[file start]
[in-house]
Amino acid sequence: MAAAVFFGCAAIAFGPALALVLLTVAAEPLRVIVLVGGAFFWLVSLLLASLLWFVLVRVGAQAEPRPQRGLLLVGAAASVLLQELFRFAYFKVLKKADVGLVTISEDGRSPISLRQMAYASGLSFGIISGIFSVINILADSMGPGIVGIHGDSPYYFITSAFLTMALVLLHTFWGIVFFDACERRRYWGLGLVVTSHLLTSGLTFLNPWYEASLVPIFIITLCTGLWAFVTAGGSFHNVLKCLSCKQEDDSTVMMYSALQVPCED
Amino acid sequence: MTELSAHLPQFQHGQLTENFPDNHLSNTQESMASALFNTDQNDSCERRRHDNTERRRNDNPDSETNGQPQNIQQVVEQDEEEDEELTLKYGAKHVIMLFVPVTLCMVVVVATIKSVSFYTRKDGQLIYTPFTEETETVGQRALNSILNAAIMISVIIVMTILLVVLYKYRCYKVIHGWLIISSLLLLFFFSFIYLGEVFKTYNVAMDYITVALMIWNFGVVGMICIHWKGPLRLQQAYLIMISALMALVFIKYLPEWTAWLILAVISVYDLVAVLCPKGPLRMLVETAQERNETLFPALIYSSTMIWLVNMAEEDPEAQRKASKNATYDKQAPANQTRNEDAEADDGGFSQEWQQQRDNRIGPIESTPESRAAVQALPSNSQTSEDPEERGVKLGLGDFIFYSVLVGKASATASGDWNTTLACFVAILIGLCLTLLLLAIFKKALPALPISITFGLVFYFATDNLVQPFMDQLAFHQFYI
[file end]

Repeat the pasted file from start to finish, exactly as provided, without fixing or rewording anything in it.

[in-house]
Amino acid sequence: MAAAVFFGCAAIAFGPALALVLLTVAAEPLRVIVLVGGAFFWLVSLLLASLLWFVLVRVGAQAEPRPQRGLLLVGAAASVLLQELFRFAYFKVLKKADVGLVTISEDGRSPISLRQMAYASGLSFGIISGIFSVINILADSMGPGIVGIHGDSPYYFITSAFLTMALVLLHTFWGIVFFDACERRRYWGLGLVVTSHLLTSGLTFLNPWYEASLVPIFIITLCTGLWAFVTAGGSFHNVLKCLSCKQEDDSTVMMYSALQVPCED
Amino acid sequence: MTELSAHLPQFQHGQLTENFPDNHLSNTQESMASALFNTDQNDSCERRRHDNTERRRNDNPDSETNGQPQNIQQVVEQDEEEDEELTLKYGAKHVIMLFVPVTLCMVVVVATIKSVSFYTRKDGQLIYTPFTEETETVGQRALNSILNAAIMISVIIVMTILLVVLYKYRCYKVIHGWLIISSLLLLFFFSFIYLGEVFKTYNVAMDYITVALMIWNFGVVGMICIHWKGPLRLQQAYLIMISALMALVFIKYLPEWTAWLILAVISVYDLVAVLCPKGPLRMLVETAQERNETLFPALIYSSTMIWLVNMAEEDPEAQRKASKNATYDKQAPANQTRNEDAEADDGGFSQEWQQQRDNRIGPIESTPESRAAVQALPSNSQTSEDPEERGVKLGLGDFIFYSVLVGKASATASGDWNTTLACFVAILIGLCLTLLLLAIFKKALPALPISITFGLVFYFATDNLVQPFMDQLAFHQFYI